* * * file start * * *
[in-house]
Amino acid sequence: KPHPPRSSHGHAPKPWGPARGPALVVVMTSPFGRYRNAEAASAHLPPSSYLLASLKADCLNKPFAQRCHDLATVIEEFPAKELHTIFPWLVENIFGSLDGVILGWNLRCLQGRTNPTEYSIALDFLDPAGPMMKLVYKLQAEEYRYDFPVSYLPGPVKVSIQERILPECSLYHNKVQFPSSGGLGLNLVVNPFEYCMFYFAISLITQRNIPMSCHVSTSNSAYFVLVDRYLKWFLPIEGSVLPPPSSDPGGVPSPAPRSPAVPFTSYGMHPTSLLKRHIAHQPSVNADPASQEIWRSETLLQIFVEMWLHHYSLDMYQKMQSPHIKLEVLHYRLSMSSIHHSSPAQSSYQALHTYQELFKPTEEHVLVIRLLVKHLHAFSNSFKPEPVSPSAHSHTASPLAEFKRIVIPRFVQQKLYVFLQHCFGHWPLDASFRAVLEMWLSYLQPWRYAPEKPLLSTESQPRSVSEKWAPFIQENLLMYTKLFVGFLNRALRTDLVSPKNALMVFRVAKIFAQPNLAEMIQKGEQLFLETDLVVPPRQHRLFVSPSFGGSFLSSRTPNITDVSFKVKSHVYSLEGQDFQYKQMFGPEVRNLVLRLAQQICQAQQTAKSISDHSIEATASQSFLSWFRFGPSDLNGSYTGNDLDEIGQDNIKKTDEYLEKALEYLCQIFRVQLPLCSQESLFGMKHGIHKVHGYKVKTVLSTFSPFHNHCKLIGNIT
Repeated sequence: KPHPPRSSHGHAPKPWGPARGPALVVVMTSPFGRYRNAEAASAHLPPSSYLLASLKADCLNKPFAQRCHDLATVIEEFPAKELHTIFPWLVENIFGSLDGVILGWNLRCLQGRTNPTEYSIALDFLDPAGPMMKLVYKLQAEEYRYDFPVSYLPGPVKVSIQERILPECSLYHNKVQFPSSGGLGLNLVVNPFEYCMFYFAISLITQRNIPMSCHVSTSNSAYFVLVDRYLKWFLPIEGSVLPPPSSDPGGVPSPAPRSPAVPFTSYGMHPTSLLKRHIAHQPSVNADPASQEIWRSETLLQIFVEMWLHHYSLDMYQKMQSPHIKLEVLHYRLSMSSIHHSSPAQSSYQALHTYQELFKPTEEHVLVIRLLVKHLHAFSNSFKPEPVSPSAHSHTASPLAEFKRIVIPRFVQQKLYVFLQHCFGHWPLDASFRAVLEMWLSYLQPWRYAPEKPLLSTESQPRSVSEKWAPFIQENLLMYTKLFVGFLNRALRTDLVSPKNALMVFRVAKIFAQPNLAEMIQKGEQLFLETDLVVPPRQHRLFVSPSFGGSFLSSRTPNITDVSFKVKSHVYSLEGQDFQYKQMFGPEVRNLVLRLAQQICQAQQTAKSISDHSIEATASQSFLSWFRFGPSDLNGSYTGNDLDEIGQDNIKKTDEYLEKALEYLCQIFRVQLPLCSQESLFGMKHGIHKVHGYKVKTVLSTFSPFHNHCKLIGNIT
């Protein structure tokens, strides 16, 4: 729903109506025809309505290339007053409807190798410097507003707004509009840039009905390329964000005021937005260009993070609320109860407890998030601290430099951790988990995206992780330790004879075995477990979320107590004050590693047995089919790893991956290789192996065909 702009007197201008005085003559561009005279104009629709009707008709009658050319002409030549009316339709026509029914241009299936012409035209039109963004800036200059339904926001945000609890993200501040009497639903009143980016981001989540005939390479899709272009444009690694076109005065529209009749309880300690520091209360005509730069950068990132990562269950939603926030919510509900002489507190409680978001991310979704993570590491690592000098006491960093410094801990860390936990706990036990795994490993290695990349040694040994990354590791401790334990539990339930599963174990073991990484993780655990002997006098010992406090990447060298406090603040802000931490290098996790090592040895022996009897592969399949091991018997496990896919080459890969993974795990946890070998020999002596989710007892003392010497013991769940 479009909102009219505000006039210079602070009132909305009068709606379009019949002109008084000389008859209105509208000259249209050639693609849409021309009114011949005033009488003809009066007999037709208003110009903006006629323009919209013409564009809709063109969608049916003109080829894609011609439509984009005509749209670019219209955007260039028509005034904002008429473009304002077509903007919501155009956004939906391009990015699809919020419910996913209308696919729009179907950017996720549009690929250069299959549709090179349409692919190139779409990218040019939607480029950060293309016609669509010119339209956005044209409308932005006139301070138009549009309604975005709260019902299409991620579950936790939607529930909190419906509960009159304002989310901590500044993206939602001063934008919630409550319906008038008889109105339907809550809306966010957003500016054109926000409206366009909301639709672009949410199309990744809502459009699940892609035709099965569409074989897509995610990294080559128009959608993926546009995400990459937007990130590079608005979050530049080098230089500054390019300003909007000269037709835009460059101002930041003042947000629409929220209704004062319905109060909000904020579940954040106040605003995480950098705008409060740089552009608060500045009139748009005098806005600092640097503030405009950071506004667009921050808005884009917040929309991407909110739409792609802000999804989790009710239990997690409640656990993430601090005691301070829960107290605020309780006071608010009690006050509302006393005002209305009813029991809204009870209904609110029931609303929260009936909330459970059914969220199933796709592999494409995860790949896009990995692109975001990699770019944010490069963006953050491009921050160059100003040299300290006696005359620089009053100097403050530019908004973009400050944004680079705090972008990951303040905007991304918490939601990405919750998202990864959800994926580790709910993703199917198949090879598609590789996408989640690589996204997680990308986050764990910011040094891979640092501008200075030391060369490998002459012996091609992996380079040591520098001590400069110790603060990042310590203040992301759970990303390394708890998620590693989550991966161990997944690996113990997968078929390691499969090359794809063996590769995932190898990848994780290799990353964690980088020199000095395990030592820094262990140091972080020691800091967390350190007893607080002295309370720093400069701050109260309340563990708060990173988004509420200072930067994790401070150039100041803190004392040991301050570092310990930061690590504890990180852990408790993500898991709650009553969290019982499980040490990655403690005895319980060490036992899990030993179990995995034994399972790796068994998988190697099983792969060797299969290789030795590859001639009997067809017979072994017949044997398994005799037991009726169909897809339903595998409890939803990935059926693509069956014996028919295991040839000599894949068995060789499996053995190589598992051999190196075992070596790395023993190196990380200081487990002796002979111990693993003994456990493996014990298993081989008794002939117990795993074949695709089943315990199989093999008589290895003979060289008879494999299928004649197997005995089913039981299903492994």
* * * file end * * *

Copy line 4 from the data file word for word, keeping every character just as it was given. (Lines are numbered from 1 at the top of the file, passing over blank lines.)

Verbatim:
């Protein structure tokens, strides 16, 4: 729903109506025809309505290339007053409807190798410097507003707004509009840039009905390329964000005021937005260009993070609320109860407890998030601290430099951790988990995206992780330790004879075995477990979320107590004050590693047995089919790893991956290789192996065909 702009007197201008005085003559561009005279104009629709009707008709009658050319002409030549009316339709026509029914241009299936012409035209039109963004800036200059339904926001945000609890993200501040009497639903009143980016981001989540005939390479899709272009444009690694076109005065529209009749309880300690520091209360005509730069950068990132990562269950939603926030919510509900002489507190409680978001991310979704993570590491690592000098006491960093410094801990860390936990706990036990795994490993290695990349040694040994990354590791401790334990539990339930599963174990073991990484993780655990002997006098010992406090990447060298406090603040802000931490290098996790090592040895022996009897592969399949091991018997496990896919080459890969993974795990946890070998020999002596989710007892003392010497013991769940 479009909102009219505000006039210079602070009132909305009068709606379009019949002109008084000389008859209105509208000259249209050639693609849409021309009114011949005033009488003809009066007999037709208003110009903006006629323009919209013409564009809709063109969608049916003109080829894609011609439509984009005509749209670019219209955007260039028509005034904002008429473009304002077509903007919501155009956004939906391009990015699809919020419910996913209308696919729009179907950017996720549009690929250069299959549709090179349409692919190139779409990218040019939607480029950060293309016609669509010119339209956005044209409308932005006139301070138009549009309604975005709260019902299409991620579950936790939607529930909190419906509960009159304002989310901590500044993206939602001063934008919630409550319906008038008889109105339907809550809306966010957003500016054109926000409206366009909301639709672009949410199309990744809502459009699940892609035709099965569409074989897509995610990294080559128009959608993926546009995400990459937007990130590079608005979050530049080098230089500054390019300003909007000269037709835009460059101002930041003042947000629409929220209704004062319905109060909000904020579940954040106040605003995480950098705008409060740089552009608060500045009139748009005098806005600092640097503030405009950071506004667009921050808005884009917040929309991407909110739409792609802000999804989790009710239990997690409640656990993430601090005691301070829960107290605020309780006071608010009690006050509302006393005002209305009813029991809204009870209904609110029931609303929260009936909330459970059914969220199933796709592999494409995860790949896009990995692109975001990699770019944010490069963006953050491009921050160059100003040299300290006696005359620089009053100097403050530019908004973009400050944004680079705090972008990951303040905007991304918490939601990405919750998202990864959800994926580790709910993703199917198949090879598609590789996408989640690589996204997680990308986050764990910011040094891979640092501008200075030391060369490998002459012996091609992996380079040591520098001590400069110790603060990042310590203040992301759970990303390394708890998620590693989550991966161990997944690996113990997968078929390691499969090359794809063996590769995932190898990848994780290799990353964690980088020199000095395990030592820094262990140091972080020691800091967390350190007893607080002295309370720093400069701050109260309340563990708060990173988004509420200072930067994790401070150039100041803190004392040991301050570092310990930061690590504890990180852990408790993500898991709650009553969290019982499980040490990655403690005895319980060490036992899990030993179990995995034994399972790796068994998988190697099983792969060797299969290789030795590859001639009997067809017979072994017949044997398994005799037991009726169909897809339903595998409890939803990935059926693509069956014996028919295991040839000599894949068995060789499996053995190589598992051999190196075992070596790395023993190196990380200081487990002796002979111990693993003994456990493996014990298993081989008794002939117990795993074949695709089943315990199989093999008589290895003979060289008879494999299928004649197997005995089913039981299903492994």